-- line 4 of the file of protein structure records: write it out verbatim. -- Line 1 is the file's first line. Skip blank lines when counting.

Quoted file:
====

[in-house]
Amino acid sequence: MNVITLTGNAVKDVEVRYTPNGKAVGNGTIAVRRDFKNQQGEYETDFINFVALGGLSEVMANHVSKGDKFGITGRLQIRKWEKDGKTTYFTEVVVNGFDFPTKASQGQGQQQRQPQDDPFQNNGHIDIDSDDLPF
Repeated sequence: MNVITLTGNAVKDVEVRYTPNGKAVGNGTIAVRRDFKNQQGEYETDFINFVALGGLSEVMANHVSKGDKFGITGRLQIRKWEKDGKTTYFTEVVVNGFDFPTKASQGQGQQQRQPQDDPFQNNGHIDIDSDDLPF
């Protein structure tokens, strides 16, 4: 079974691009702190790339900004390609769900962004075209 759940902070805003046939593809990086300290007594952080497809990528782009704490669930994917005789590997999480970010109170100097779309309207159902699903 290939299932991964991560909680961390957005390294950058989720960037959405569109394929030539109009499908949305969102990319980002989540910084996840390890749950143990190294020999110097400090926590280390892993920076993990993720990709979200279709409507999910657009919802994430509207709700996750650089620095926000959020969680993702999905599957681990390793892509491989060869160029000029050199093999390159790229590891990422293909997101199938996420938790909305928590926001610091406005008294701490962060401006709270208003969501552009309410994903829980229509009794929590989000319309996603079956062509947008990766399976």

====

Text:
């Protein structure tokens, strides 16, 4: 079974691009702190790339900004390609769900962004075209 759940902070805003046939593809990086300290007594952080497809990528782009704490669930994917005789590997999480970010109170100097779309309207159902699903 290939299932991964991560909680961390957005390294950058989720960037959405569109394929030539109009499908949305969102990319980002989540910084996840390890749950143990190294020999110097400090926590280390892993920076993990993720990709979200279709409507999910657009919802994430509207709700996750650089620095926000959020969680993702999905599957681990390793892509491989060869160029000029050199093999390159790229590891990422293909997101199938996420938790909305928590926001610091406005008294701490962060401006709270208003969501552009309410994903829980229509009794929590989000319309996603079956062509947008990766399976």